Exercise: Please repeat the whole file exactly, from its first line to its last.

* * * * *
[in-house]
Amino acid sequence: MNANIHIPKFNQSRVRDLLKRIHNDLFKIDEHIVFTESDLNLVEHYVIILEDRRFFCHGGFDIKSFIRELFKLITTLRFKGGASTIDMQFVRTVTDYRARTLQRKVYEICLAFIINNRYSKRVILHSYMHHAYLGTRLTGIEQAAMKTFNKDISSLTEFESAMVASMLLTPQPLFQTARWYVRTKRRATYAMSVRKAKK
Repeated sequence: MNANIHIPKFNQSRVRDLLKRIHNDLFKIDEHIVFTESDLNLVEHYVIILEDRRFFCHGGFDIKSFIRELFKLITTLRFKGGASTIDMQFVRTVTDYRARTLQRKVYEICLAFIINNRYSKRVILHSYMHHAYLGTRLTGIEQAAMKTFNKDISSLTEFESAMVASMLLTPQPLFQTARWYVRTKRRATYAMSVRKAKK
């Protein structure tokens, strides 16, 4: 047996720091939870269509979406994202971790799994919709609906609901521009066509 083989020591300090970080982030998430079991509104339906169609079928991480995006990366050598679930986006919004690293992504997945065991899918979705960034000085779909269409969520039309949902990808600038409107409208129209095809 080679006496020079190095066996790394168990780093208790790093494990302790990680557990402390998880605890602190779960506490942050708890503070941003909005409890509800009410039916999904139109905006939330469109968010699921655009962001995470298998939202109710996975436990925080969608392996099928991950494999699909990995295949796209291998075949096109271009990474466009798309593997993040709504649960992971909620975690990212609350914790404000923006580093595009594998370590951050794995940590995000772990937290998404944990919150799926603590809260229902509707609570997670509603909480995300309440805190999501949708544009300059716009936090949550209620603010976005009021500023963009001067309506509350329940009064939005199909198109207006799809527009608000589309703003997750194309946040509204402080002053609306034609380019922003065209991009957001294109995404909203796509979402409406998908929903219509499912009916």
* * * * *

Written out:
[in-house]
Amino acid sequence: MNANIHIPKFNQSRVRDLLKRIHNDLFKIDEHIVFTESDLNLVEHYVIILEDRRFFCHGGFDIKSFIRELFKLITTLRFKGGASTIDMQFVRTVTDYRARTLQRKVYEICLAFIINNRYSKRVILHSYMHHAYLGTRLTGIEQAAMKTFNKDISSLTEFESAMVASMLLTPQPLFQTARWYVRTKRRATYAMSVRKAKK
Repeated sequence: MNANIHIPKFNQSRVRDLLKRIHNDLFKIDEHIVFTESDLNLVEHYVIILEDRRFFCHGGFDIKSFIRELFKLITTLRFKGGASTIDMQFVRTVTDYRARTLQRKVYEICLAFIINNRYSKRVILHSYMHHAYLGTRLTGIEQAAMKTFNKDISSLTEFESAMVASMLLTPQPLFQTARWYVRTKRRATYAMSVRKAKK
């Protein structure tokens, strides 16, 4: 047996720091939870269509979406994202971790799994919709609906609901521009066509 083989020591300090970080982030998430079991509104339906169609079928991480995006990366050598679930986006919004690293992504997945065991899918979705960034000085779909269409969520039309949902990808600038409107409208129209095809 080679006496020079190095066996790394168990780093208790790093494990302790990680557990402390998880605890602190779960506490942050708890503070941003909005409890509800009410039916999904139109905006939330469109968010699921655009962001995470298998939202109710996975436990925080969608392996099928991950494999699909990995295949796209291998075949096109271009990474466009798309593997993040709504649960992971909620975690990212609350914790404000923006580093595009594998370590951050794995940590995000772990937290998404944990919150799926603590809260229902509707609570997670509603909480995300309440805190999501949708544009300059716009936090949550209620603010976005009021500023963009001067309506509350329940009064939005199909198109207006799809527009608000589309703003997750194309946040509204402080002053609306034609380019922003065209991009957001294109995404909203796509979402409406998908929903219509499912009916």